The Columbian / Associated Press

Facebook shuts down Oregon marijuana dispensary Web page

MEDFORD, Ore. — Facebook has shut down a Rogue Valley marijuana dispensary’s page as part of a nationwide crackdown on anything that promotes drugs.

Breeze Botanicals, which has Oregon locations in Ashland and Gold Hill, discovered its Facebook pages would no longer be published Monday. An Oregon Cannabis Association spokeswoman said this appears to be the first dispensary in the state to be shut out of Facebook.

“I suppose that is apropos, since we were the first legal dispensary in the area, and now we’re the first in the Rogue Valley to be shut down by Facebook,” said Brie Malarkey, owner of Breeze Botanicals.

Facebook advertising guidelines state, “Ads may not promote or facilitate the sale or consumption of illegal or recreational drugs, tobacco products, or drug or tobacco paraphernalia.”

Facebook notified Malarkey that her store pages cannot be published because they didn’t conform to Facebook’s terms and community standards. Facebook informed Malarkey, “We remove any promotion or encouragement of drug use.”

An email from Facebook stated, “We do allow marijuana advocacy content as long as it is not promoting the sale of the drug.”

Malarkey said her Facebook page promoted medicinal herbs and wasn’t exclusively about cannabis. She said she follows all state and local employment laws and files tax returns.

She said Facebook pages in other states where marijuana is legal also are being shut down.

“This is really a states rights versus federal rights issue,” Malarkey said. “Facebook is not honoring Oregon’s decision to legalize cannabis.”

Malarkey said she will attempt to rebuild her Facebook page to make it more compatible with Facebook’s requirements.

She said she plans to appeal Facebook’s decision to take her pages down.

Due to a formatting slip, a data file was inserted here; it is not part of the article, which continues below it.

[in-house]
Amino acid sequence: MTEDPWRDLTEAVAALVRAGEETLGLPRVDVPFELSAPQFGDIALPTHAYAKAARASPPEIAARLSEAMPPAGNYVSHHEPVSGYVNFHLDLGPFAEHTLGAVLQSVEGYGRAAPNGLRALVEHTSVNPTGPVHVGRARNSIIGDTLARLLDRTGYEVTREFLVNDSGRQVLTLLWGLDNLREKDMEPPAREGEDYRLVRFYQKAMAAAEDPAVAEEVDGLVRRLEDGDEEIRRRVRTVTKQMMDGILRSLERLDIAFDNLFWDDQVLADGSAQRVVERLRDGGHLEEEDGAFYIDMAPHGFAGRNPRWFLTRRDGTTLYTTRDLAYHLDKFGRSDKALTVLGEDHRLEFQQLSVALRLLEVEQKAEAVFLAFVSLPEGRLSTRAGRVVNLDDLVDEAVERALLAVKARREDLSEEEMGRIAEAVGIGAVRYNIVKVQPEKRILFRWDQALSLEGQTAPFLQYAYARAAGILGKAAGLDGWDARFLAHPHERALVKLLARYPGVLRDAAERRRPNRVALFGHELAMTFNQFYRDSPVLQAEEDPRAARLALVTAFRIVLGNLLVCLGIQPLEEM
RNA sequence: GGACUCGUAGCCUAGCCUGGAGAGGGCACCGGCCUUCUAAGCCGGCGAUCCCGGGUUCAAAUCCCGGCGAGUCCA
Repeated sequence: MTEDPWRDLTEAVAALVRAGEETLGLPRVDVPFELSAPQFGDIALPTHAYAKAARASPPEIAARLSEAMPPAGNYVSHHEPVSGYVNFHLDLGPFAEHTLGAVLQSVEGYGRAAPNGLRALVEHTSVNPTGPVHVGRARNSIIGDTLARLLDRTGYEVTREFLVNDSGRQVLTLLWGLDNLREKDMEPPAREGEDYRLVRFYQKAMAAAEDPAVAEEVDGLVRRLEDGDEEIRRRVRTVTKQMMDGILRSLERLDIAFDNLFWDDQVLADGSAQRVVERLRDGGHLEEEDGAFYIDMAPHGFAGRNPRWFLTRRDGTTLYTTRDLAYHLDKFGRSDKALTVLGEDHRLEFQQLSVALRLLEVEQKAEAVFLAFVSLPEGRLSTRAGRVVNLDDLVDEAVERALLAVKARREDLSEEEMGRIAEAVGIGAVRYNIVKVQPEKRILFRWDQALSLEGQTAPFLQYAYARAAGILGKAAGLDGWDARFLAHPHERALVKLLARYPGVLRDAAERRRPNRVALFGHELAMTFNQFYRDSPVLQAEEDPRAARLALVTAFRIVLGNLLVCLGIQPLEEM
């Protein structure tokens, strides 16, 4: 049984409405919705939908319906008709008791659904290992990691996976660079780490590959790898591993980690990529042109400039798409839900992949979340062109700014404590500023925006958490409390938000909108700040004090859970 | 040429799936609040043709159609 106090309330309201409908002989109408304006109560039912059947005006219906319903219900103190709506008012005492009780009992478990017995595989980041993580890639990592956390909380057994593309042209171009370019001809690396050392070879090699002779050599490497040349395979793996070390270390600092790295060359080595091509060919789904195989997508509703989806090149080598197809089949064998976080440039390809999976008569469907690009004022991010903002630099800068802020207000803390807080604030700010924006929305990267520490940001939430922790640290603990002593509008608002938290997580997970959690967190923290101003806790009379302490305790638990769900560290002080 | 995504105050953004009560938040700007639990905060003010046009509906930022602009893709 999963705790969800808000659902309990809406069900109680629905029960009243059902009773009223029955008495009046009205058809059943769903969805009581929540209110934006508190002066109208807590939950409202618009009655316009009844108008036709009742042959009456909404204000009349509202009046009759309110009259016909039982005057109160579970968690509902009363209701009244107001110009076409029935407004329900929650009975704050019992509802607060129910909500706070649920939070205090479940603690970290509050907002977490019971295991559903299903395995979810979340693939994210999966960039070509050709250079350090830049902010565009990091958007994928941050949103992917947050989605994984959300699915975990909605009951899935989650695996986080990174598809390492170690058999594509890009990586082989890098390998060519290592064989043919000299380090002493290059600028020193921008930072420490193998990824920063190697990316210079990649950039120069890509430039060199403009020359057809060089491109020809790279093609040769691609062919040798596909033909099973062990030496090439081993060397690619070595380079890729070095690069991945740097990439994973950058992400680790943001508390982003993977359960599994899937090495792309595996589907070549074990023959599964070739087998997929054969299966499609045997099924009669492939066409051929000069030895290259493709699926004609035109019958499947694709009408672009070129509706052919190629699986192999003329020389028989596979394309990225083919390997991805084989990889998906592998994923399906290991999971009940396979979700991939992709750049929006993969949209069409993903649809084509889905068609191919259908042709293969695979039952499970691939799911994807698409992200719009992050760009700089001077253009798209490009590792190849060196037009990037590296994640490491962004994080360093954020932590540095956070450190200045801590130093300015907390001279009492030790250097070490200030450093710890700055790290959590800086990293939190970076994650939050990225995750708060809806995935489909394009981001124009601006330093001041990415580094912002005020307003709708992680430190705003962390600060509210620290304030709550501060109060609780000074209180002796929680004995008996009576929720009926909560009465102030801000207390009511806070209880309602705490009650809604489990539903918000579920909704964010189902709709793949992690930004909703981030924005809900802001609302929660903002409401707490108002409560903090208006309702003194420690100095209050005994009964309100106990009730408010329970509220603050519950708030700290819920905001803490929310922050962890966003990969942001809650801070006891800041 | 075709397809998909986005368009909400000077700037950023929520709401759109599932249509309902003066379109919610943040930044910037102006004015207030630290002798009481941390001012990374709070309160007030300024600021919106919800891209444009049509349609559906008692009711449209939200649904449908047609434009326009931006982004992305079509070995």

The Associated Press reported Feb. 4 that three of New Jersey’s five medical marijuana dispensary pages had been taken down by Facebook.

Other Facebook pages belonging to local dispensaries appeared to be working Monday, but one dispensary owner declined to be interviewed for fear Facebook would shut his page down.

Other references to marijuana and marijuana products still could be found on many Facebook pages on Monday despite the company’s policies. A search of the word “marijuana” on Facebook turned up dozens of cannabis-related posts, including videos showing people smoking bongs.

Mike Welch, owner of Siskiyou Medical Supply, said he’s not too concerned about his business’ Facebook page, though he does use it.

“It doesn’t really make a difference to me one way or another,” he said.

On May 5, Welch said he will be in his 16th year of doing business locally, and he said he’s always tried to keep a low profile.

For the most part, he relies on an existing customer base and word of mouth, Welch said.

Karynn Fish, spokeswoman for the Oregon Cannabis Association, said she’s heard of dispensaries in other states whose pages were taken down by Facebook.

“It is the first one I’ve heard of in Oregon,” she said.

Fish said Facebook makes money off of lists of names of people, including from marijuana-related businesses.

“And, they’re arbitrarily targeting businesses that are operating lawfully,” she said.